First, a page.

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post #24 of 55 (permalink) Old 03-06-2019, 09:28 AM
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Folks, are you aware it's either fast CPU or CPU designed to force user pay for every usage of program, allow only commercial programs (or who's authors paid for certificate), and have design to be part of closed platform easily locked up from its owner.

I'm pretty sure a lot of commercial companies would love to rise price of PC to MAC, and do the same support as Apple. But the lack of security (and by PC being open platform) allows users to prevent that.


Yea, considering DDR4 RAMs were designed as they were, and RAM usage was designed as it was, it's no strange people like AIDA benchmark can get timing of various subcomponents. But I'm worried more about MASSIVE security hole called W10 random remote update, including CIA keyloger and copying all research data sneakingly behind scenes, than about stuff which just screams why didn't you made more stringent internet browser standard (current allows MASSIVE potential security hole called adblock blockers).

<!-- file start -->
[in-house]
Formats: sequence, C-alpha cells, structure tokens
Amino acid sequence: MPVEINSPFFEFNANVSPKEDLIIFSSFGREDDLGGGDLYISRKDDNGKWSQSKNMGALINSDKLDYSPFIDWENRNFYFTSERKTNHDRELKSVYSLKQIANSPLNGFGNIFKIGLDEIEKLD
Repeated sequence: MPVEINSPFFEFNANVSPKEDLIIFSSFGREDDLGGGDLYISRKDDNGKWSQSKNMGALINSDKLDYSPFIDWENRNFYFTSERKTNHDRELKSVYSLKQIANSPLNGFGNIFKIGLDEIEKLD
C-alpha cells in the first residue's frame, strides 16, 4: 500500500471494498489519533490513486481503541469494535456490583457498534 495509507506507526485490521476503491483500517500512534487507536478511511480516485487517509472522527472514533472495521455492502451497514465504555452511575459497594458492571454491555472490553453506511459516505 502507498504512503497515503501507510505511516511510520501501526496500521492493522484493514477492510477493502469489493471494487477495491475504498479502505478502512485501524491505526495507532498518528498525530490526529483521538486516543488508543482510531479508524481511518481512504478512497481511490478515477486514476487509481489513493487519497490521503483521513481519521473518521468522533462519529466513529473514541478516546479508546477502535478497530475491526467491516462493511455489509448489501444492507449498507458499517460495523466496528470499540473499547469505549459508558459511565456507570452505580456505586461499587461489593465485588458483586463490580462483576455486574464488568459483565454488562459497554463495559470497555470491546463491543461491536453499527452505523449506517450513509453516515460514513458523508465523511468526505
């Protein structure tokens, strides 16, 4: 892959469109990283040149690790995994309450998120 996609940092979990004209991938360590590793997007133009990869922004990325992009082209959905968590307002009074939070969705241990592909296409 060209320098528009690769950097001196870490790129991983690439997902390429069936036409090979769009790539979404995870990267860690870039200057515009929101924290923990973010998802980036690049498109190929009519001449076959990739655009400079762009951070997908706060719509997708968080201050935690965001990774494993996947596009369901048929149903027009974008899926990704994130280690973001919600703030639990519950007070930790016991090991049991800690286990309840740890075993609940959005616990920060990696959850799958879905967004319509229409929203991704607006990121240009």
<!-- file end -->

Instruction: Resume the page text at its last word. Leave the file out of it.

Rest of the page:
Basically properly enforced browser standard would prevent execution of adblock blockers by detecting them as scripts that are trying to avoid detection, or would block scripts as broken scripts that are trying to load nonexisting resource.

Security... There is price of security, it eats more watts to run program in secure environment, than on energy efficient CPU that is also extremely fast. What can be used to block harmful hacks, can be used to block one of last desperate attempts of users to unblock theirs PC from working.


As for that article, I find it bit outrageous researchers didn't bother to test Ryzen. Few decades ago a low paid researcher would run stuff on Saturday on his home computer with Ryzen CPU (which he bought because of curiosity how much AMD improved). Using old AMD designs which were known to be non efficient? When even AMD wasn't able to find how theirs old design wasted CPU cycles, how can an attacker?

I'm more curious how they could write into RAM, than I'm about if Intel can be affected by ROWHAMMER. Also I wonder why DDR4 were released in status that allows this. ROWHAMMER was know for a while, it was plenty of time for RAM manufacturers to improve standard.
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post #25 of 55 (permalink) Old 03-06-2019, 05:11 PM